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German secret service moves against AfD

The Federal Office for the Protection of the Constitution - as the secret service is called in Germany - has classified the AfD as a so-called "suspect case".

Published: January 16, 2019, 9:24 am

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    According to the secret service, these include organisations that are not clearly extremist, but for which there is “real evidence” of anti-constitutional aspirations.

    The consequence of the new classification is that the secret service will now regularly check on whether their “suspicion” is substantiated. If this is the case, the organisation or the group of persons will be classified as a “surveillance objective”.

    The use of surveillance, such as spying or wiretapping, is not generally allowed in suspect cases.

    But spying as well as wiretapping of telecommunications under certain preconditions are permitted to a limited extent however, and the Federal Office for the Protection of the Constitution has now classified the youth movement of the AfD as well as the Thuringian AFD boss and faction leader Björn Höcke as worthy of close observation.

    Spyboss Thomas Haldenwang justified the decision on Tuesday with the fact that the evaluation of the collection of material from open sources from federal states and the Federal Office has been completed. The result of the audit showed that there were “real indications” that the policy of the AfD was directed against the free democratic basic order. Such findings are not sufficient for an intelligence observation.

    The reasons given for closer observation, are “pro-German and anti-Muslim” statements by representatives of the party. These statements are not included in the program of the AfD, but spoken party politicians. “It can not yet be sufficiently assessed whether the clues are characteristic of the party,” Haldenwang said.

    In the case of the youth wing, the Junge Alternative (JA) on the other hand, “sufficiently important clues” exist that the youth organisation has “extremist aspirations”.

    The JA represents positions that disregarded human dignity, according to Haldenwang. As an example, he cited the denigration of asylum seekers with the term “knife migration” or utterances that scorned parliamentarism.

    Similarly, there are “strong clues” that the youth movement has “extremist aspirations” because representatives repeatedly said disdainful things about migrants and political dissenters. Also, historical National Socialism is downplayed, and migrant crime is “exaggerated on purpose” with the use of “aggressive rethoric”.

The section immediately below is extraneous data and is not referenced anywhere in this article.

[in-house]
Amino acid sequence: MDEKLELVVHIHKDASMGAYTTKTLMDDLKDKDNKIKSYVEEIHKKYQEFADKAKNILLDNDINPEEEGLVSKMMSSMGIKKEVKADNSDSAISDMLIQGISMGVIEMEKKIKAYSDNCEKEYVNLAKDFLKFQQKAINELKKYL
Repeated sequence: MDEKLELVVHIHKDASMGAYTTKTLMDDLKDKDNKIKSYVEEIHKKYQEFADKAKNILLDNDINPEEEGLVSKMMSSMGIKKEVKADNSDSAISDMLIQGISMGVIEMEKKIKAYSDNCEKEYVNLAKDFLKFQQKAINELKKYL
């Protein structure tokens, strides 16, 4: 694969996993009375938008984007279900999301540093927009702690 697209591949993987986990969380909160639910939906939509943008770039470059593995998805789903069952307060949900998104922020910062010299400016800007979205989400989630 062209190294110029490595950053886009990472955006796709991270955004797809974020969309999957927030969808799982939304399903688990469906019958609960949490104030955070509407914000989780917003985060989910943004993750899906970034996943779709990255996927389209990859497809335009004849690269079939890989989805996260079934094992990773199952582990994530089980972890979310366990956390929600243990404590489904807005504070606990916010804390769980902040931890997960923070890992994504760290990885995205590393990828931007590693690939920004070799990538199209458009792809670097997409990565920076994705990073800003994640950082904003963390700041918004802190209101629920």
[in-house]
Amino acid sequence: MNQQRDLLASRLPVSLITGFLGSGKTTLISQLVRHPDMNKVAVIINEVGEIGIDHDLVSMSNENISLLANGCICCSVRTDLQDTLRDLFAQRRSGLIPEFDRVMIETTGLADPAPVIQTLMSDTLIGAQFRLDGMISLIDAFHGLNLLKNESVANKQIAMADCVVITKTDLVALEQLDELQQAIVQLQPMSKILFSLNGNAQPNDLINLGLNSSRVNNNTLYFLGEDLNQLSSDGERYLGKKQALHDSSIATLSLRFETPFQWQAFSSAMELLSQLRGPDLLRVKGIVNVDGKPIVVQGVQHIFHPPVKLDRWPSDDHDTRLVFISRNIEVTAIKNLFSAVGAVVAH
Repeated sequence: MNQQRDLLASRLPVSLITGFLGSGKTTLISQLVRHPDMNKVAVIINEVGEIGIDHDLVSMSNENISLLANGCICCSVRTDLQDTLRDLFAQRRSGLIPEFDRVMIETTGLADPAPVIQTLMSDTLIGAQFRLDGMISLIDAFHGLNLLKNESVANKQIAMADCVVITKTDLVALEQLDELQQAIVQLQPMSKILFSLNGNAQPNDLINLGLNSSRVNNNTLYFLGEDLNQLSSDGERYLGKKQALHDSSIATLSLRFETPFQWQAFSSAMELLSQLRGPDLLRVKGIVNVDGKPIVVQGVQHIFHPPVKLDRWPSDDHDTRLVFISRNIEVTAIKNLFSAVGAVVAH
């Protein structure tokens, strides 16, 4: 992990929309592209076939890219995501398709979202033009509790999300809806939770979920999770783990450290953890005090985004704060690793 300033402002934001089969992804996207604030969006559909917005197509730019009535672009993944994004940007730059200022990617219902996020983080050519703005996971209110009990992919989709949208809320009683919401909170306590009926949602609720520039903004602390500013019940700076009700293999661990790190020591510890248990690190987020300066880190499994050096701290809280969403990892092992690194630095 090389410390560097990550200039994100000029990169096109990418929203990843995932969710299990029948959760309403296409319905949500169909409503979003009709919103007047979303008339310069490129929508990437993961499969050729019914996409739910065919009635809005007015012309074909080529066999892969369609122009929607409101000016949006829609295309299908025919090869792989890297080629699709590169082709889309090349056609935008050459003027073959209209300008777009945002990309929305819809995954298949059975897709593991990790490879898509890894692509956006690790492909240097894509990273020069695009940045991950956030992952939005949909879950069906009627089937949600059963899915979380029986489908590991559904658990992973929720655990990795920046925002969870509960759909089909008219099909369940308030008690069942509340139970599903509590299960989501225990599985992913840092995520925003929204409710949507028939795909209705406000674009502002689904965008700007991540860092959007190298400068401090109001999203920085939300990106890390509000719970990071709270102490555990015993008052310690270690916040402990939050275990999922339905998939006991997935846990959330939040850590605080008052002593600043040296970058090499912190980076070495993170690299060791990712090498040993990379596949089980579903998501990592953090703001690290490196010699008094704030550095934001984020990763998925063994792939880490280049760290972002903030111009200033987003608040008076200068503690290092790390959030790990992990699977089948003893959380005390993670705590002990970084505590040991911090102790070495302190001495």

However, there is no proof yet that both the party and the JA are actually extremist. That is why they have been classified as a “suspect case” and not as a “surveillance objective”. This means that the secret service will now be collecting and storing personal data and will be systematically evaluating all members.

    It will in future examine exactly how the entire party AfD operates, as well as observe the political behavior and statements by its representatives. But this does not yet include the immediate use of advanced intelligence resources, according to Haldenwang.

    Already last year, the Thuringian secret service had declared the AfD party in the state in east-central Germany, as a “suspect case”. On Tuesday Höcke called the statements by the secret service “not surprising”.

    “I’m already sorry for the officials who have to kill their time looking for things that do not exist,” the AfD member wrote on Twitter.

    In Bremen, Lower Saxony and Baden-Wuerttemberg, moreover, the youth organisation has been under surveillance since last year anyway, apparently because there are some personnel overlaps with the Identitarian Movement, which is also monitored by the secret service.

    AfD chief Alexander Gauland called the decision “wrong” and announced that it would take legal action against the move. He said he suspected that social and political pressure had led to the assessment by the secret service, in his brief statement in the Reichstag.

    AFD Group leader Alice Weidel noted that it was now clear why the former Spy boss Hans-Georg Maassen had to resign. The fake news and false allegations about manhunts in Chemnitz by AfD supporters were only advanced to get rid of Maassen, she said.

    The secret service is being used against the AfD to get the party out of the way, said Weidel.

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